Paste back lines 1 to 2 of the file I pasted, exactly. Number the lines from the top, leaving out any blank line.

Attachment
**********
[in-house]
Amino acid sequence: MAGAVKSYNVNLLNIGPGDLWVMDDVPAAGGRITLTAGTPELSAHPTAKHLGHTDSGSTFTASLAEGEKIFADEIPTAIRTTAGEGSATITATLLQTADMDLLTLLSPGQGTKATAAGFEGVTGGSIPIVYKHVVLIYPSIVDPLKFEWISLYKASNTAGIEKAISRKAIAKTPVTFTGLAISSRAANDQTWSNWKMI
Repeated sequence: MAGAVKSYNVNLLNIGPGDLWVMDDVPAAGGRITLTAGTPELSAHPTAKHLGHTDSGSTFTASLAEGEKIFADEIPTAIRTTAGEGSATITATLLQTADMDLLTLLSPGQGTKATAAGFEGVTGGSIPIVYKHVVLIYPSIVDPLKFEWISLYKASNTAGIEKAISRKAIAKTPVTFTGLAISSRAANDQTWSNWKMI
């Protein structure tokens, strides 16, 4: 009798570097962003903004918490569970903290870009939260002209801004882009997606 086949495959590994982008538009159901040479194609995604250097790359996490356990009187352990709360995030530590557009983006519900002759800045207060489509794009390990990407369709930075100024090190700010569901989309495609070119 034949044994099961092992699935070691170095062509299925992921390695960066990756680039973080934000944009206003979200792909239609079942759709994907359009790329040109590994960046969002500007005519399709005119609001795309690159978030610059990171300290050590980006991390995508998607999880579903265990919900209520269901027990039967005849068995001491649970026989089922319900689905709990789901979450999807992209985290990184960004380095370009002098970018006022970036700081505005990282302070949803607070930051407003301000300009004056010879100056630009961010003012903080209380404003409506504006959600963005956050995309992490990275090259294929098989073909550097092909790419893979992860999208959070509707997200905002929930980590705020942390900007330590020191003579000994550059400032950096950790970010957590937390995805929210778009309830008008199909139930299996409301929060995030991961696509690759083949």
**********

[in-house]
Amino acid sequence: MAGAVKSYNVNLLNIGPGDLWVMDDVPAAGGRITLTAGTPELSAHPTAKHLGHTDSGSTFTASLAEGEKIFADEIPTAIRTTAGEGSATITATLLQTADMDLLTLLSPGQGTKATAAGFEGVTGGSIPIVYKHVVLIYPSIVDPLKFEWISLYKASNTAGIEKAISRKAIAKTPVTFTGLAISSRAANDQTWSNWKMI